Rising costs of food, rent and other essential goods could spur a recession that will hurt New York City’s finances – and the poorest New Yorkers – for years to come, according to state and city officials.
At a meeting of the New York State Financial Control Board on Tuesday, budget experts laid out grim realities for the city’s financial future, driven by record levels of local inflation, Manhattan office vacancies, expiring federal funding for COVID-19 aid and waning profits on Wall Street, one of the main engines for the city’s tax revenue.
In one of the most foreboding fiscal projections, state comptroller Thomas DiNapoli estimated the city could face a nearly $10 billion budget shortfall in fiscal year 2026.
The remarks were the starkest reminder yet of the risks facing Mayor Eric Adams in his first term in office as he attempts to navigate the city through what has been a prolonged and uneven financial recovery amid the pandemic.
Although recent data has led some economists to believe that inflation has peaked and will begin to decline, the possibility that prices remain high could lead the Federal Reserve to continue raising interest rates – which makes borrowing more expensive – to rein in inflation. That would increase the likelihood of a recession, in which businesses reduce spending and most importantly, hiring.
“We have to be clear we are entering uncertain waters,” Adams said.
The mayor billed his first budget – a $101 billion spending plan that has been overshadowed by controversial school cuts – as fiscally responsible in light of the uncertainties. Aided by better-than-anticipated tax revenues driven by a good year for Wall Street, city officials set aside nearly $2 billion into the city’s reserve fund.
Tuesday’s meeting, which was chaired by Gov. Kathy Hochul, marked the mayor’s first appearance before the state board charged with reviewing the city’s finances. It included testimony from DiNapoli, City Comptroller Brad Lander and the Financial Control Board's deputy director, Michelle McManus.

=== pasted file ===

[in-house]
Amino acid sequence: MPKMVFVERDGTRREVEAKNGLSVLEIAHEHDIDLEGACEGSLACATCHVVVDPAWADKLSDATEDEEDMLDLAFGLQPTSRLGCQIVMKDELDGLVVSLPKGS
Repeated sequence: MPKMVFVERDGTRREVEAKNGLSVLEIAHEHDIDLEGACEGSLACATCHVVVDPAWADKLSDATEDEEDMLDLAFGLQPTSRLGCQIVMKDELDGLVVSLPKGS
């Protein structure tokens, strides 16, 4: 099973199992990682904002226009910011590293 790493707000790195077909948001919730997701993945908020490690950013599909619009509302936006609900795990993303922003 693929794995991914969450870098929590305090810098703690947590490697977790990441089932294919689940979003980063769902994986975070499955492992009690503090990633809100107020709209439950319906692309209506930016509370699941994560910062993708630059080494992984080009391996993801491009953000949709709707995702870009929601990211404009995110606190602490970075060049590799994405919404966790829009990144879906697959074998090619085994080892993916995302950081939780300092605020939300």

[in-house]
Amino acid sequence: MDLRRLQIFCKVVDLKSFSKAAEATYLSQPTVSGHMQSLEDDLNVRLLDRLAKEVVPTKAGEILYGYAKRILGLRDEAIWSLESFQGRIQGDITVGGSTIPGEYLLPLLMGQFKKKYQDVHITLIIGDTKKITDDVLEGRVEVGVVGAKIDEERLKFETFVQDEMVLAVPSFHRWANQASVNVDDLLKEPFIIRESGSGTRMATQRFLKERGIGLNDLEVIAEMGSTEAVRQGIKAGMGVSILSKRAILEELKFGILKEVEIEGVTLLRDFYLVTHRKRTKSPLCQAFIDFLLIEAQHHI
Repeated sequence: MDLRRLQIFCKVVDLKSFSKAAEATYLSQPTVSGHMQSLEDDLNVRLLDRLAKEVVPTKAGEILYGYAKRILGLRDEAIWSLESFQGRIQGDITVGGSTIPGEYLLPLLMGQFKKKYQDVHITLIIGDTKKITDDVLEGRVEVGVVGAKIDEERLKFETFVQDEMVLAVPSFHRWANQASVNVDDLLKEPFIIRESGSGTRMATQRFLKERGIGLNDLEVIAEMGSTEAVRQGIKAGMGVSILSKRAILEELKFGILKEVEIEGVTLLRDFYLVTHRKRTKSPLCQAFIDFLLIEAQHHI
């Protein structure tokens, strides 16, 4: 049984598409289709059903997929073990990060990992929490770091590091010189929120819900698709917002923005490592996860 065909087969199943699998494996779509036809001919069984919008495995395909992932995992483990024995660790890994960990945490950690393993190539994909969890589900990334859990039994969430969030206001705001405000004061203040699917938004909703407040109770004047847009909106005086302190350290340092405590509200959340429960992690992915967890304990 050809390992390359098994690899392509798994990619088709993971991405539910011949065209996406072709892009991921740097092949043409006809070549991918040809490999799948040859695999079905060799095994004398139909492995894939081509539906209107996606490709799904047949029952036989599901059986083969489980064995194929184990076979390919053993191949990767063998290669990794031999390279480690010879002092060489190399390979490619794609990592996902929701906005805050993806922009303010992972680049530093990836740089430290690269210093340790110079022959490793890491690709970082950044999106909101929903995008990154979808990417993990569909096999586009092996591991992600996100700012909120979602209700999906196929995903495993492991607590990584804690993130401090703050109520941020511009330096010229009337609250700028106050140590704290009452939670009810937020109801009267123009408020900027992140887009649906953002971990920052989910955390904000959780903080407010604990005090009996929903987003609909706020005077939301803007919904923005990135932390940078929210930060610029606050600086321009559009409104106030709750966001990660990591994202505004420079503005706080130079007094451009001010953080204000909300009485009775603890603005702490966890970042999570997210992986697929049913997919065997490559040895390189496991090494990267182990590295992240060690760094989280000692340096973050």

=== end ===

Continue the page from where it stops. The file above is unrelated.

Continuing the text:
Adams conceded that the “uncertainties are real,” but he also said the partnership between himself and Hochul would mean the city and state would have a united approach to financial challenges.
“If we're not together, then New Yorkers are going to be impacted,” he said.
His remarks are a stark departure from the relationship between his predecessor, former Mayor Bill de Blasio, and ex-Gov. Andrew Cuomo, who were at odds on a variety of issues.
James Parrott, the director of economic and fiscal policies at the Center for New York City Affairs at the New School, said budget officials were doing their job by laying out the risks facing the city. But he said the next few months of data would provide experts with more clarity about what truly lies ahead.
I think it’s far from certain that we are headed into a recession
“I think it’s far from certain that we are headed into a recession,” he said. “If we’re not, it might just be a period of slower but positive economic and employment growth.”
“Things could work out to be not so dire,” he added.
At a national level, job growth has continued to be strong. Parrott estimated that New York City has regained 83% of jobs lost during the pandemic.
According to Adams, the city expects to fully recover those jobs in the next two years.
But the disparity in the labor market has continued to trouble many experts, including Parrott, who has urged the administration to invest in more workforce development programs targeting both communities of color as well as younger New Yorkers who have struggled to find jobs.
During his testimony, Lander said the unemployment rate for Black New Yorkers remains at 10% — three times higher than the national average.
The city comptroller suggested that tougher economic times would pose a key test for Adams, who said he would prioritize equity during his mayoral campaign.
“How do we live up to the commitment that we made to address inequalities in the labor force that we saw during the pandemic even as we face all these challenges?” he said.